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The Daily Wildcat

The Daily Wildcat

 

    E. coli outbreak puts halt on campus spinach

    On Deck Deli employee Krista Wise, a veterinary science freshman, serves history junior Nate Croft last night in the Park Student Union. Campus eateries have removed spinach from their menus in response to the E. coli warning sent out by the Food and Drug Administration last week.
    On Deck Deli employee Krista Wise, a veterinary science freshman, serves history junior Nate Croft last night in the Park Student Union. Campus eateries have removed spinach from their menus in response to the E. coli warning sent out by the Food and Drug Administration last week.

    It’s for a good reason: The Food and Drug Administration sent out a warning more than a week ago telling Americans not to eat any fresh, raw spinach – the kind served in most salads – because of an outbreak of potentially fatal E. coli bacteria.

    The Cactus Grill decided to return all of its fresh spinach, an item that was popular among students, after the announcement Sept. 14, said Louis Andrade, a restaurant supervisor.

    Cactus Grill still served the vegetable in its hot-food service line Thursday, but Andrade said complaints from a handful of student forced his staff to rethink the decision.

    Andrade said the spinach used in the hot-food line is frozen and not fresh before his staff cooks it, so the FDA warning does not apply.

    However, Andrade said the number of worried students was enough to warrant a change in plans.

    “”There’s still that doubt in people’s mind that (infection) could still happen, so we won’t be running it again after today,”” Andrade said Thursday.

    One person has died from E. coli poisoning and authorities are investigating two other deaths in connection with the outbreak, according to The Associated Press.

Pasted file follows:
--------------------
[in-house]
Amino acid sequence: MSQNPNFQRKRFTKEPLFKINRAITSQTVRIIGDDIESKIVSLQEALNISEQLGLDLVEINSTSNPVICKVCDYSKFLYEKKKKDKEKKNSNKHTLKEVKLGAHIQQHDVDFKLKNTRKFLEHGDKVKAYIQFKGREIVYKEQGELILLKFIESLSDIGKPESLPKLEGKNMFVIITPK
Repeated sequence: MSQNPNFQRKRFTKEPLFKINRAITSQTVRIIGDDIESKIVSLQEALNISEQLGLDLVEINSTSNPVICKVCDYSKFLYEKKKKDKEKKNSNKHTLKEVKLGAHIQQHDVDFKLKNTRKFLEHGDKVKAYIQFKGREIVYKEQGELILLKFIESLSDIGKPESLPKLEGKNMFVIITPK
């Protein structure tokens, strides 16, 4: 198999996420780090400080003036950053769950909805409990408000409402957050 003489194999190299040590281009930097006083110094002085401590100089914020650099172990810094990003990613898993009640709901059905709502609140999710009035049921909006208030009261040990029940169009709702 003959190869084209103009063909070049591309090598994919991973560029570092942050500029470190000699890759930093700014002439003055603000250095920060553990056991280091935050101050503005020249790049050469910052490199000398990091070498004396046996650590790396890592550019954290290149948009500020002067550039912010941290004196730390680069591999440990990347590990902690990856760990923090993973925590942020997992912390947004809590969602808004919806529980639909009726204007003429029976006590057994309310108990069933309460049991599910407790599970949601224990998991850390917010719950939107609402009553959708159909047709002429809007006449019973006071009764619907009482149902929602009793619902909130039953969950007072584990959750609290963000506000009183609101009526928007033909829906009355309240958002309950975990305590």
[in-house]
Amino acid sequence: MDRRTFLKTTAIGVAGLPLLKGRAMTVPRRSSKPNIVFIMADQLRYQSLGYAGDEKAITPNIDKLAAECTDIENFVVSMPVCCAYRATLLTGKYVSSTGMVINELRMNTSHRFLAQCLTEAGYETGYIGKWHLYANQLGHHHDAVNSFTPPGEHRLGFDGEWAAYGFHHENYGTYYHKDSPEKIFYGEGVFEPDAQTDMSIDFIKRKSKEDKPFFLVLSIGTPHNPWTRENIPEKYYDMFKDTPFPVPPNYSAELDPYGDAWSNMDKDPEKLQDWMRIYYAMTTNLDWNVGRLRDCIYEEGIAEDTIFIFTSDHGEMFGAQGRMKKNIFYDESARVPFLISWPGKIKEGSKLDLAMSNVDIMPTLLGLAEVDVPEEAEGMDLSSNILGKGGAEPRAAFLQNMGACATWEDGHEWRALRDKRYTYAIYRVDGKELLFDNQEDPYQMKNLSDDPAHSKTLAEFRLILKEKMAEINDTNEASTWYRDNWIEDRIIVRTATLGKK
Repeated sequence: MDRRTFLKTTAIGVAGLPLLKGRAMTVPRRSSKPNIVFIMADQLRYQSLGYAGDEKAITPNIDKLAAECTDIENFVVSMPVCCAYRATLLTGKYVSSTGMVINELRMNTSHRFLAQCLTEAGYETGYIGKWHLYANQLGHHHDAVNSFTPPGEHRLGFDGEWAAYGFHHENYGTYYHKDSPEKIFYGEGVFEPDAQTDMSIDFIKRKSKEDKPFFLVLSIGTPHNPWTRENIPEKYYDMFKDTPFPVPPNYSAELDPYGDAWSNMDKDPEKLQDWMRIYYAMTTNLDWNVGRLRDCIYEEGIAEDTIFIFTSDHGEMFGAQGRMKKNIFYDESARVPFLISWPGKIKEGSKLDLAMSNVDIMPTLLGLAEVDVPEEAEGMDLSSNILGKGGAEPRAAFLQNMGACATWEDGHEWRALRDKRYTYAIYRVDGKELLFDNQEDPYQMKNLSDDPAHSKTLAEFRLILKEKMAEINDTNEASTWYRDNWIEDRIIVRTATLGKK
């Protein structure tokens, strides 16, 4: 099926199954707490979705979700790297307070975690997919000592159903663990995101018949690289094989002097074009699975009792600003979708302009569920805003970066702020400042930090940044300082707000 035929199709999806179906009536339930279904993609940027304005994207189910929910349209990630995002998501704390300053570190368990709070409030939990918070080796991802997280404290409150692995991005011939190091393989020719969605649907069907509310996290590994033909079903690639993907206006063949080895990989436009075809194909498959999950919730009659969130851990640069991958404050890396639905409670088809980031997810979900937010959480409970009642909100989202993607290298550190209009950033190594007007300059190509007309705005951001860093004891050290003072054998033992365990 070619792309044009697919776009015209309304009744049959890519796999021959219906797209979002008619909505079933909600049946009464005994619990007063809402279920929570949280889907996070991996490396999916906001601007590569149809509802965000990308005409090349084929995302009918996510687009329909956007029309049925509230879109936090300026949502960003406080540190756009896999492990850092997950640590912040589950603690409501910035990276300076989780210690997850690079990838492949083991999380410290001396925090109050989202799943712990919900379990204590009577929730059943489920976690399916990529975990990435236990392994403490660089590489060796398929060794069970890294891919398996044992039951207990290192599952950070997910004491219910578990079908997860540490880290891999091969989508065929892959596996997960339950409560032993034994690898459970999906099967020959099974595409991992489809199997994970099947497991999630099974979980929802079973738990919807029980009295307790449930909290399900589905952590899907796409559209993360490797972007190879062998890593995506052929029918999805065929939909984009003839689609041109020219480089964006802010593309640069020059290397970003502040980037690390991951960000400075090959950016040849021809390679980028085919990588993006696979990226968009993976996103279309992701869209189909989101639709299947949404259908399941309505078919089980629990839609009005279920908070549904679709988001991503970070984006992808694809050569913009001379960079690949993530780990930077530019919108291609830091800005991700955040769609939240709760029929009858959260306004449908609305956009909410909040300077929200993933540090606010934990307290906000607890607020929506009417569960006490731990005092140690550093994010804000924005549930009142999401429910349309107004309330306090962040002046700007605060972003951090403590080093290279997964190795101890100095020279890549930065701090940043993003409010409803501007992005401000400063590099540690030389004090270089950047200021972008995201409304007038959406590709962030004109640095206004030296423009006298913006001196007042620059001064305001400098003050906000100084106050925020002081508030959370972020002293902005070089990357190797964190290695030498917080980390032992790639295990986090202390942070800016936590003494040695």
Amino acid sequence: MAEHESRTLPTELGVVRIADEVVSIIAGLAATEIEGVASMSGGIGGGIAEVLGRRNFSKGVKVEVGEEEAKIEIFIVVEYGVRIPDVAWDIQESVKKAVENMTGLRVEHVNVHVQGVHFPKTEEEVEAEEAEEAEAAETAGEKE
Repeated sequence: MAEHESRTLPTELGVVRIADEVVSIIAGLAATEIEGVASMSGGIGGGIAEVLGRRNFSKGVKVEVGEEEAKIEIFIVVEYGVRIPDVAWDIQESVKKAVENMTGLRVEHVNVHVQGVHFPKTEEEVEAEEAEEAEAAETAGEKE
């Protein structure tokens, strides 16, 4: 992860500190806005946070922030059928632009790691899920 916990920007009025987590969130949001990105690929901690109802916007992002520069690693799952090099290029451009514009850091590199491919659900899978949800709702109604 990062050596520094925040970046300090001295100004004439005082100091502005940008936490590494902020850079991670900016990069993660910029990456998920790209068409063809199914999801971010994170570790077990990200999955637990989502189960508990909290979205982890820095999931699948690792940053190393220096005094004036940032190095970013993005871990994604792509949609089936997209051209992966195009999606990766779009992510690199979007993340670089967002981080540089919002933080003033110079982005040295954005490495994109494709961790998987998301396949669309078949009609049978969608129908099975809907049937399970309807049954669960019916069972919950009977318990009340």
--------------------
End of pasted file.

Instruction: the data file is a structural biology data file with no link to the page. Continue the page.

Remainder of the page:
Since last month, 171 people have been sickened with E. coli from fresh spinach, the AP reported. Five of those cases were in Arizona, according to a press release from the state’s Department of Health Services.

    Arnold Figueroa, a lead employee at IQ Fresh in the Student Union Memorial Center, said his restaurant threw out its supply of fresh spinach and has no plans to order any more.

    Figueroa said students now have the choice to order their food using lettuce as a substitute for spinach or to order no leafy vegetables at all.

    Kim Dehueck, a junior majoring in Spanish, said she was very worried the day she heard the FDA’s warning because she is a vegetarian and had eaten spinach two nights before.

    Dehueck said she threw out all of her fresh vegetables when she heard the news. While she has eaten vegetables since, she said it might be a while until she has any spinach.

    “”I don’t eat meat, so I usually don’t worry about getting food poisoning of any kind,”” Dehueck said.

    Dr. Sean Elliott, a pediatric infectious disease specialist at the UA College of Medicine, said he was not surprised to hear about an E. coli contamination in a vegetable.

    The strain of E. coli found in this outbreak is more common than it should be in farming irrigation water, the doctor said.

    Elliott said he is worried about continued poisoning from contaminated spinach.

    “”We’ve probably not seen the end of this one,”” Elliott said.

    Elliott said the symptoms of E. coli poisoning begin with what seems like a regular bout of diarrhea.

    The diarrhea then becomes “”grossly bloody,”” after which the infection might spread to the person’s kidneys, the doctor said.

    If the infection is serious enough, the person’s kidneys might fail, eventually leading to death.

    Elliott said that between 30 percent and 40 percent of untreated infections are fatal, but people who seek medical attention have a better chance of survival.

    Canned or frozen spinach are still OK to eat, Elliott said, but it would be best to get rid of the refrigerated, fresh variety found in salads and assorted bags from the grocery store.

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